Encouraged with the success of the first of its kind training programme in the country on "Total Quality Management in Library & Information Services", the Indian Institute of Management, Lucknow conducted a similar programme during Febuary 14-16, 1996. Fifteen senior level librarians and information managers (LIMs) from all over the country attended the programme, which was inaugurated by Dr. J.L. Batra, Director, IIM, Lucknow, at the IIML Campus on February 14, 1996. The programme was sponsored by NISSAT (DSIR).
The programme was designed to equip the participants with adequate knowhow to :
i) Guage the requirements of their clients; i.e. the library users more accurately and precisely;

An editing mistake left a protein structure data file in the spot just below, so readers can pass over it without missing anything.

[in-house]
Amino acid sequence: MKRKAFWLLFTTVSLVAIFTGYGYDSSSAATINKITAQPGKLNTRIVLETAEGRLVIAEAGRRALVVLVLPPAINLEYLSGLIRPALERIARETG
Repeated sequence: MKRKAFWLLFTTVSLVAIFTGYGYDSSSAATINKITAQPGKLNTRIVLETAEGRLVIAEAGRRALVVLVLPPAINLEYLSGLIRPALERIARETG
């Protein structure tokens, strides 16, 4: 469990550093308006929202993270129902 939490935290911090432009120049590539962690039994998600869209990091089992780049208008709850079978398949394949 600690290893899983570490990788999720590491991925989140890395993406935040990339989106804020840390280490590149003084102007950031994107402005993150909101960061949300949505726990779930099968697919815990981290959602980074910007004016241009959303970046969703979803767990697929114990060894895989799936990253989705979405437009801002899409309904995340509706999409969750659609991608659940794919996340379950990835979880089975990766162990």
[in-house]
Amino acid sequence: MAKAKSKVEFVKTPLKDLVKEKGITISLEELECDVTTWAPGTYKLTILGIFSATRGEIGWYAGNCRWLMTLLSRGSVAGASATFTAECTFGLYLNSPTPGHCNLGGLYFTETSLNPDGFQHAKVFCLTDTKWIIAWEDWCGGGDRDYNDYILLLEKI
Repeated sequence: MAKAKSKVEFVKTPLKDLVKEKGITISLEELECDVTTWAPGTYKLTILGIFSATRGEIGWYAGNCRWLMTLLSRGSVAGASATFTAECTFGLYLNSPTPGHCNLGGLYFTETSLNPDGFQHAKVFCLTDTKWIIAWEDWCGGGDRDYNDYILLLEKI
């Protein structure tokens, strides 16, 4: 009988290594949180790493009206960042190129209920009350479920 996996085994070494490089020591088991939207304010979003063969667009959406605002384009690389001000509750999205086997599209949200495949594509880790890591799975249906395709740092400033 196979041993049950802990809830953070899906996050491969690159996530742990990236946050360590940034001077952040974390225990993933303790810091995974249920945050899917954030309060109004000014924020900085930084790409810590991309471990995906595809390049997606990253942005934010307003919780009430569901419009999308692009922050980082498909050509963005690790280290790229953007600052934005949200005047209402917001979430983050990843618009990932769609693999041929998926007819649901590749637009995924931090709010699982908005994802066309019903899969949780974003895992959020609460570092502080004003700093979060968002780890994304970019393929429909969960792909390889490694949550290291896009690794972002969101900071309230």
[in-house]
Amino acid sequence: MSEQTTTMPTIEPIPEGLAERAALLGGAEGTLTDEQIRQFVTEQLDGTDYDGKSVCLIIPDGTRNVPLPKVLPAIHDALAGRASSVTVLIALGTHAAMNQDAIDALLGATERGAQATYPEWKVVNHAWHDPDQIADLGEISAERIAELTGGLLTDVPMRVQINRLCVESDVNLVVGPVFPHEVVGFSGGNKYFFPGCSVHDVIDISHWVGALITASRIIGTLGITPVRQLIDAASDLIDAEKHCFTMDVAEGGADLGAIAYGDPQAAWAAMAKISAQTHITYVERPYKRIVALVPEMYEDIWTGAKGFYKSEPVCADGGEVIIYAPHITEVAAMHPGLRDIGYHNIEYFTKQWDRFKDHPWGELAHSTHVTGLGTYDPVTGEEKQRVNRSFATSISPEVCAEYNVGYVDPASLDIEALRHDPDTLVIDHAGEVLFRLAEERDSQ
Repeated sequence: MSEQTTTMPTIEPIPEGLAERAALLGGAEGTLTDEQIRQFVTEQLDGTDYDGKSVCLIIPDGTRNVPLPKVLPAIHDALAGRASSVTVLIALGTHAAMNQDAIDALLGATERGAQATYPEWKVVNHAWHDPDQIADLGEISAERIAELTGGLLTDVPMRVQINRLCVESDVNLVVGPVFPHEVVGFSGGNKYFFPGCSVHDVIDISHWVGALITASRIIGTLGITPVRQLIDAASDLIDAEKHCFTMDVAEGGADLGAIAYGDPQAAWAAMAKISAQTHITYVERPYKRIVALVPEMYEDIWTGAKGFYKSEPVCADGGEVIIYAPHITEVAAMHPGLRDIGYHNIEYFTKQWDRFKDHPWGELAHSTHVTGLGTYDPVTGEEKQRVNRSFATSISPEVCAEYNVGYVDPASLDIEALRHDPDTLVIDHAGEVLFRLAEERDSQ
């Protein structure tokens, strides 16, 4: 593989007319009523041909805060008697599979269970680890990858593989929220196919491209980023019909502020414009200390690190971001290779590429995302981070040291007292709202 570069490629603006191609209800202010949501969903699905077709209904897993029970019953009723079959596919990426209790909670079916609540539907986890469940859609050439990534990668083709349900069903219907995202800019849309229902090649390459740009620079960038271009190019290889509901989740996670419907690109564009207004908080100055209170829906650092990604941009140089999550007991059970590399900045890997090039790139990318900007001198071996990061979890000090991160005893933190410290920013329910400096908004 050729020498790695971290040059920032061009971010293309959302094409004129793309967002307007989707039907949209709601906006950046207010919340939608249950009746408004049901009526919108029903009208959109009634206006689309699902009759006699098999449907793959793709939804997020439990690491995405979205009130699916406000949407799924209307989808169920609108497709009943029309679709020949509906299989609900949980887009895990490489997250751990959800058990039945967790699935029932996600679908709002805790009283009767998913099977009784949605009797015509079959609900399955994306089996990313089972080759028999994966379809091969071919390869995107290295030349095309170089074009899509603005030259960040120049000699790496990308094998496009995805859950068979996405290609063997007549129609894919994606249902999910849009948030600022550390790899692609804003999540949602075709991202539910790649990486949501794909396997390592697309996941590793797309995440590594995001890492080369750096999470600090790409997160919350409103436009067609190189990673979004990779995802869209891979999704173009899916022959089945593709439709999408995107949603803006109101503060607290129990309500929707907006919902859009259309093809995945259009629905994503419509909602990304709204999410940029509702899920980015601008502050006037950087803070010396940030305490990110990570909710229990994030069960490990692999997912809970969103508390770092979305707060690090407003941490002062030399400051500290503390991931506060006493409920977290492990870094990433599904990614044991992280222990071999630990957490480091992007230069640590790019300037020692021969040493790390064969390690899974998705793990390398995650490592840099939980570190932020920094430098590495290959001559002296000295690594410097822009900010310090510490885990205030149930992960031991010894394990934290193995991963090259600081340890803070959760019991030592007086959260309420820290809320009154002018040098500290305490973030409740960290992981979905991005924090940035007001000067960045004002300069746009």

ii) Cater to the exact needs of such users; and
iii) Remain cost effective in every area of operation by doing things right the first time, everytime and all the time.
The training package developed by Prof. S. Chakraborty and Dr. Roshan Raina, Programme Directors was designed around the following themes:
Developing total quality management (TQM) as a strategic focus to effect continuous improvement in various activities and services of a modern library and information centre encompassing acquisition, organisation and dissemination of information.
Understanding the TQM process.
Barriers to continuous improvement in the context of library and information services (LIS).
Making continuous improvement a way of life for everyone involved in LIS in any organisation.
Sessions on experience sharing, visits to IIML Library & Computer Centre and viewing of video films (on TQM and User Services) were the other enriching componments of the programme.